In a deconstructive move, Necker argues that it is “only by a fiction” that anyone can claim to be acting in the name of the sovereign people.
In order to avoid having representation turn into oppression, the separation between “the people” and their “representatives” must be coupled with a further separation—between two governmental powers, both of which can claim to be equally representative of “the sovereign people.” These are the executive and the legislative (the judicial power resides largely in the jury). This separation between the two powers can work to protect the liberties of all members of society, but most especially those of the minorities who lose popular legislative elections.
To achieve this effect, the executive must be enabled to check or thwart legislative decisions that purport to speak for the sovereign people but that in fact constitute the oppression of a minority by the majority. Separation of powers is designed to protect the citizens from each other by rendering them unable to do significant harm to a weaker party of their fellow citizens. To put the matter starkly: separation of powers is intended to perpetuate and constitutionalize a kind of gridlock that preserves a space for private freedom.
Because the distinction between executive and legislative can only have this harm-neutralizing capability if the executive has sufficient power and dignity, much of Necker’s book is dedicated to identifying the powers that must be vested in the executive, including the powers to veto legislative proposals, to appoint subordinate officials, to discipline the military, and to execute the laws. (He derides the idea that laws enacted by a legislature purporting to represent the sovereign people will necessarily command sufficient respect from those they govern to be self-executing, and he pinpoints the weaknesses in decentralized, provincial administration of national laws.) Necker also argues that the French Crown possesses the sanction of hereditary legitimacy which, when joined to substantial enforcement powers, will make execution of the laws effective.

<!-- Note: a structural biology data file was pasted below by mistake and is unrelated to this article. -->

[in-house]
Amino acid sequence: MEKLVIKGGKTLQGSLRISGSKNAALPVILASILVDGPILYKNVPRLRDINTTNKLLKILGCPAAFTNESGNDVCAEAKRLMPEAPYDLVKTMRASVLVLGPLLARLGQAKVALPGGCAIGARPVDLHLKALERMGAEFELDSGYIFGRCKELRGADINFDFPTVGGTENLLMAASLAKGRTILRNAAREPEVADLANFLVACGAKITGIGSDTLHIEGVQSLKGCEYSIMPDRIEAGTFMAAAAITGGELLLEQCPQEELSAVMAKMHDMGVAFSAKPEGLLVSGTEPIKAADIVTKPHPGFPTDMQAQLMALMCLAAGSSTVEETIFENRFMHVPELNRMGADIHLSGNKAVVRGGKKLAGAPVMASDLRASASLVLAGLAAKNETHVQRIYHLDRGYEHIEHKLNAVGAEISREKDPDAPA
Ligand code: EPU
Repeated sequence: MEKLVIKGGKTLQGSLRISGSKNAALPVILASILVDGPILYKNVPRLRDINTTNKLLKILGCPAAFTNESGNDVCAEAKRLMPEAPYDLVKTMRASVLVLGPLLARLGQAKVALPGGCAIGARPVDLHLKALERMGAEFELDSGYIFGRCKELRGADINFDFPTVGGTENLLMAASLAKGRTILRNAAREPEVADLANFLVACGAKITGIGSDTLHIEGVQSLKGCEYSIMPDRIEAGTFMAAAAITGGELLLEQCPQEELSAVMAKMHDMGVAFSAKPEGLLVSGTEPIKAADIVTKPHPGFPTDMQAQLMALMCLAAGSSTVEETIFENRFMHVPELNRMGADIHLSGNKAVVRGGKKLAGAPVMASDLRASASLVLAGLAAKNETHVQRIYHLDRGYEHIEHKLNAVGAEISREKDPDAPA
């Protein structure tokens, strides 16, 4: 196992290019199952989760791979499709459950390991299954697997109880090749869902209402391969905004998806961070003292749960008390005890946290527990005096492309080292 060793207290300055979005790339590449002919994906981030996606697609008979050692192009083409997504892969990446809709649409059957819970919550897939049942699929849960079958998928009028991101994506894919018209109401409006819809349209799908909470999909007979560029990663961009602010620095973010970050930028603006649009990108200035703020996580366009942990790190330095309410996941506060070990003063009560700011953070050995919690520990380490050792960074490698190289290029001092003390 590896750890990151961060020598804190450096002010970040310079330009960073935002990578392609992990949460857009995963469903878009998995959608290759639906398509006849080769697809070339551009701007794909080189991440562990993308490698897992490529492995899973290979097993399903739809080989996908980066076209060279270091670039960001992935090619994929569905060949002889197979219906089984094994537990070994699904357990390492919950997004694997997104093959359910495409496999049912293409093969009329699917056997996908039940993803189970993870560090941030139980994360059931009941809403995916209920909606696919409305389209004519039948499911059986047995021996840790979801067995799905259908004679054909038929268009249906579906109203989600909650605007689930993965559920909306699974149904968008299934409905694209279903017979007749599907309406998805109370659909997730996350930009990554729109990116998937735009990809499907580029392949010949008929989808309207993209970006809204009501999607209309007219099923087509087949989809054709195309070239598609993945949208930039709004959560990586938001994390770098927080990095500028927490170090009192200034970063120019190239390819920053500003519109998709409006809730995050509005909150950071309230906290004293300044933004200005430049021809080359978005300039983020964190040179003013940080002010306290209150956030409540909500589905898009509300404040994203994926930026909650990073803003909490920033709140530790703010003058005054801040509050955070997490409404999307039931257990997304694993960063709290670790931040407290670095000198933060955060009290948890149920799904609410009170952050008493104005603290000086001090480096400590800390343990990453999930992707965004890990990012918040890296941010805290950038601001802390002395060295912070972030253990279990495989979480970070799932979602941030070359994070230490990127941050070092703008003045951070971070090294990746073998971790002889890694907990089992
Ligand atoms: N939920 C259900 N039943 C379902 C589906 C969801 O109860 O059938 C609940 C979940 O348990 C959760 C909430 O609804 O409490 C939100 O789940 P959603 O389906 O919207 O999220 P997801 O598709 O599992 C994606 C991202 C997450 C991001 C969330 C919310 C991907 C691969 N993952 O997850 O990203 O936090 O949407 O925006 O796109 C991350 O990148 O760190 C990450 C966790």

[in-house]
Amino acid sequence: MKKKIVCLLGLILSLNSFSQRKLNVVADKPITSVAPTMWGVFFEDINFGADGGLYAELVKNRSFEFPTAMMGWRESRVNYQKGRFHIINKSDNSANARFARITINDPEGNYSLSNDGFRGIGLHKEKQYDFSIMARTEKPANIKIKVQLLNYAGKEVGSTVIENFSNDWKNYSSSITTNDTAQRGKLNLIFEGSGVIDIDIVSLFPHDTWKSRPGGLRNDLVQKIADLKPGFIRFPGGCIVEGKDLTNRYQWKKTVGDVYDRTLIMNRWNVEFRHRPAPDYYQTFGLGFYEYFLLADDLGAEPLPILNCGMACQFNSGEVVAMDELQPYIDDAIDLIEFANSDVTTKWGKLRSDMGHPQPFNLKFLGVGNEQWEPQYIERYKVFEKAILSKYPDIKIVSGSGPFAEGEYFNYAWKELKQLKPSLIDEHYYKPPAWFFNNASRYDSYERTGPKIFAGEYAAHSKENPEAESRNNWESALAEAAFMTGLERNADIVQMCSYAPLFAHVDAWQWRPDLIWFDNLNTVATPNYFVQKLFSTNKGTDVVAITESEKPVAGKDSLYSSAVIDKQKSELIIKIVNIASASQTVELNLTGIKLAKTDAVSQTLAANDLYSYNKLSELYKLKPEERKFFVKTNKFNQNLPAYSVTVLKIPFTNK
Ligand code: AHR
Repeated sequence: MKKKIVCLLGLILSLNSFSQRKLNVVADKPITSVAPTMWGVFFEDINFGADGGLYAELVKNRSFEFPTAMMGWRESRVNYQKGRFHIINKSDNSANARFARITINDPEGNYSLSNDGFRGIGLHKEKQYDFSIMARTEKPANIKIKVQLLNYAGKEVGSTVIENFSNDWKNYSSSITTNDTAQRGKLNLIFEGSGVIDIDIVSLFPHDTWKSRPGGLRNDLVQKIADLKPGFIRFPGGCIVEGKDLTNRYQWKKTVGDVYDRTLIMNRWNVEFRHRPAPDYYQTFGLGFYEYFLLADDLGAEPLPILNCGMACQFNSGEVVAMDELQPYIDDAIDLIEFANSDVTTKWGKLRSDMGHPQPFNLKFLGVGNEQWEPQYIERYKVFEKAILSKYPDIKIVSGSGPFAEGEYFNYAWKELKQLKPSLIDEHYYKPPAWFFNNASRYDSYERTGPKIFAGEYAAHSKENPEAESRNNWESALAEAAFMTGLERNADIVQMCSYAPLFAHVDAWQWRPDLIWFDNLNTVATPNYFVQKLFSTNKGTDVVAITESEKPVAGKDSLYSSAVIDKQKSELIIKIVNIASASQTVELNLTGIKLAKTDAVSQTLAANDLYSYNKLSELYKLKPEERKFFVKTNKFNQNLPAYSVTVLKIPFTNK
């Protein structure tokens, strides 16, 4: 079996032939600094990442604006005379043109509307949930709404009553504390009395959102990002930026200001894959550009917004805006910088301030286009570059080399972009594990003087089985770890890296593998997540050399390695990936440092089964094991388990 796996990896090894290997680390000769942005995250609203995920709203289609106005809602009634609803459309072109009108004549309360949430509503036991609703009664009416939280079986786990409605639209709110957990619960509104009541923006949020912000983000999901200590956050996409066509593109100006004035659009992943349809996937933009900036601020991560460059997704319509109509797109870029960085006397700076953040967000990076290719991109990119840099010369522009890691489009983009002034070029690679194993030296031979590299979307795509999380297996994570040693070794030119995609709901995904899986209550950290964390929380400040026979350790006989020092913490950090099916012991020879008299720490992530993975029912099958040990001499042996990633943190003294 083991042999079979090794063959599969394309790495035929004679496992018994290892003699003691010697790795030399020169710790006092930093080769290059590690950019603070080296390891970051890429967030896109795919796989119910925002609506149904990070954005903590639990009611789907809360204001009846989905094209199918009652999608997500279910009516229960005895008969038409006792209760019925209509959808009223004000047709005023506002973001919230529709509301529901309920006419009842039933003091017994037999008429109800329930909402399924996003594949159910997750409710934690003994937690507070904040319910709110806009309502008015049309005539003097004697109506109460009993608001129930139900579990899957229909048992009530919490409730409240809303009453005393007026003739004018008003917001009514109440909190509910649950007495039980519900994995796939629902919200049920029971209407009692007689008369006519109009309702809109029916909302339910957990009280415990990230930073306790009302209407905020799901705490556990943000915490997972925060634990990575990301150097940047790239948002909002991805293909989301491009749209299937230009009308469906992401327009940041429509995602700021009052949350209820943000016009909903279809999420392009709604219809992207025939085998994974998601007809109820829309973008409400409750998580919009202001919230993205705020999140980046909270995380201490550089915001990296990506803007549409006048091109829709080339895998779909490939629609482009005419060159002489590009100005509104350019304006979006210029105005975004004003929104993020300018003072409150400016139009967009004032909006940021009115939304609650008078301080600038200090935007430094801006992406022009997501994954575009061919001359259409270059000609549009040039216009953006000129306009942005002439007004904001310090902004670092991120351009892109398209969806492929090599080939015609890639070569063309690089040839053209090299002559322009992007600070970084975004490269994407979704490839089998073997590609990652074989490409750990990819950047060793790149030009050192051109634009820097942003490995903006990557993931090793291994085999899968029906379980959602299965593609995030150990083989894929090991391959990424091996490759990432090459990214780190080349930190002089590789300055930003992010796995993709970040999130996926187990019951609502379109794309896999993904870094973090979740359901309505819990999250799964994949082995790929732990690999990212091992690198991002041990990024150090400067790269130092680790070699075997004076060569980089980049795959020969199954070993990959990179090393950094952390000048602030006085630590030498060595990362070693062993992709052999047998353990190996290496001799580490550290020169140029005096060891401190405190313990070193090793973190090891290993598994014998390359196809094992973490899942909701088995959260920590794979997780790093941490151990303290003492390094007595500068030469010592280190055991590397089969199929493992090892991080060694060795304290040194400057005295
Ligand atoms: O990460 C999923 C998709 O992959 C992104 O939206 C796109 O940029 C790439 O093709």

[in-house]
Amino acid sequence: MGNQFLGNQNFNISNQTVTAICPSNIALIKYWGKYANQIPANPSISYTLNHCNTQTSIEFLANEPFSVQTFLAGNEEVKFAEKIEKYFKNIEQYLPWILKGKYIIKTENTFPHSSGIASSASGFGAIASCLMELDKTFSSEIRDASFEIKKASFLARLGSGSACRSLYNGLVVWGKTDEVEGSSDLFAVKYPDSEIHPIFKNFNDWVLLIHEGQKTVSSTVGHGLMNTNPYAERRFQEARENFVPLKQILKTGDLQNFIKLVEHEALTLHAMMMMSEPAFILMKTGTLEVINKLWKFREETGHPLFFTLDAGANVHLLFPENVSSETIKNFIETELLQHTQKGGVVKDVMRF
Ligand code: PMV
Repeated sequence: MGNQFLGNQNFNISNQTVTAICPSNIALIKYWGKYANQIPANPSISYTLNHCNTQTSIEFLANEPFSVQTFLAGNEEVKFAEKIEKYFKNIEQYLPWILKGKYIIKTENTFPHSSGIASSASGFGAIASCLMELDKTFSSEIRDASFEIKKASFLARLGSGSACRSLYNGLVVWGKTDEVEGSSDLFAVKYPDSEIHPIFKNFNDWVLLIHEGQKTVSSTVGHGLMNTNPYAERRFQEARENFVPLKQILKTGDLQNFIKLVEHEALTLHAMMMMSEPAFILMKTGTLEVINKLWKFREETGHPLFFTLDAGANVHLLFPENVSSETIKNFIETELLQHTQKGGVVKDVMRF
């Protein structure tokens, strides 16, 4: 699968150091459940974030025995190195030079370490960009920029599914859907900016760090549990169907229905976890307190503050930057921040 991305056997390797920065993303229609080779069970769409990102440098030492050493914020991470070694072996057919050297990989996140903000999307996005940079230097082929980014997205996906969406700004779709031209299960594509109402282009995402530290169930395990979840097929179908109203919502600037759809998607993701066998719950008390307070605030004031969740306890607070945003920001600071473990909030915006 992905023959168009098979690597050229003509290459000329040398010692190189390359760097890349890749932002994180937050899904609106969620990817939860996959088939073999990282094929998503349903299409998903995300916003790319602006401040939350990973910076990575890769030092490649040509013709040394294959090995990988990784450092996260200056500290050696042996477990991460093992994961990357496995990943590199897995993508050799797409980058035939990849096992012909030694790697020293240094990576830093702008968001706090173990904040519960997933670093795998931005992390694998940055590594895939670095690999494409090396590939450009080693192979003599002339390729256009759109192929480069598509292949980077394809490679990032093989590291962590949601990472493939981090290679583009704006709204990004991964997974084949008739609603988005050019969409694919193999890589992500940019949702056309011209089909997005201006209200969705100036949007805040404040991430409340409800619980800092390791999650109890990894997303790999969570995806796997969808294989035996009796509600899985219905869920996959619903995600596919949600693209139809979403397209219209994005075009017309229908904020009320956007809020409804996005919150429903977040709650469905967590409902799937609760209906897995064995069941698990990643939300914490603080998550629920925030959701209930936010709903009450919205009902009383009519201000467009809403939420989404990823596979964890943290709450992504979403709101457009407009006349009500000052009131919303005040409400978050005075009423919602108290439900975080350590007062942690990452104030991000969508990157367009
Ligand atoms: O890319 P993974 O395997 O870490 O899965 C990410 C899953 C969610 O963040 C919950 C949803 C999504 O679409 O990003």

Furthermore, the legislative power must itself be internally divided by yet another separation of powers—between an upper and a lower house, as in England. The lower house will be the more powerful “as to number, credit, and energy,” but it will express only that aspect of the popular will that is “changeable because of its generality, and because of the impassioned elements of which that generality is composed.” The upper house therefore can also claim to express the will of the sovereign people because, being “unchangeable in its condition and functions, [it] represents more particularly the constant interest of the kingdom.”
In one of his most insightful passages, Necker trenchantly criticizes the revolutionary conception of “popular sovereignty.” First, he insists that no “social power” can “lawfully . . . subject or expos[e] the present generation to all the calamities of civil war, in deference to the imagined interest of a future race.” Second, in a deconstructive move, he argues that it is “only by a fiction” that anyone can claim to be acting in the name of the sovereign people. Popular sovereignty in a nation as populous as France “is a pure abstraction; for the innumerable wishes and sentiments of a master like this can never be known by the small number of persons appointed to be their interpreters.” The foundational premise for the Constituent Assembly’s claim to unfettered authority was spurious.
Necker presciently saw where France would go: revolutionary turmoil would in time beget a Napoleon. The passions and intrigues of faction would lead to the rise of
an ambitious individual, more fortunate, more skillful, or more daring than the rest who . . . would inspire the multitude with a desire of revolution [and] would also gather around him all those who, tired of the disorders of anarchy, might wish . . . for the return of an unlimited authority and look to it as the only refuge.
The rejection of an effective but limited executive, personified by an hereditary constitutional monarch, would usher in not ordered liberty, but despotism.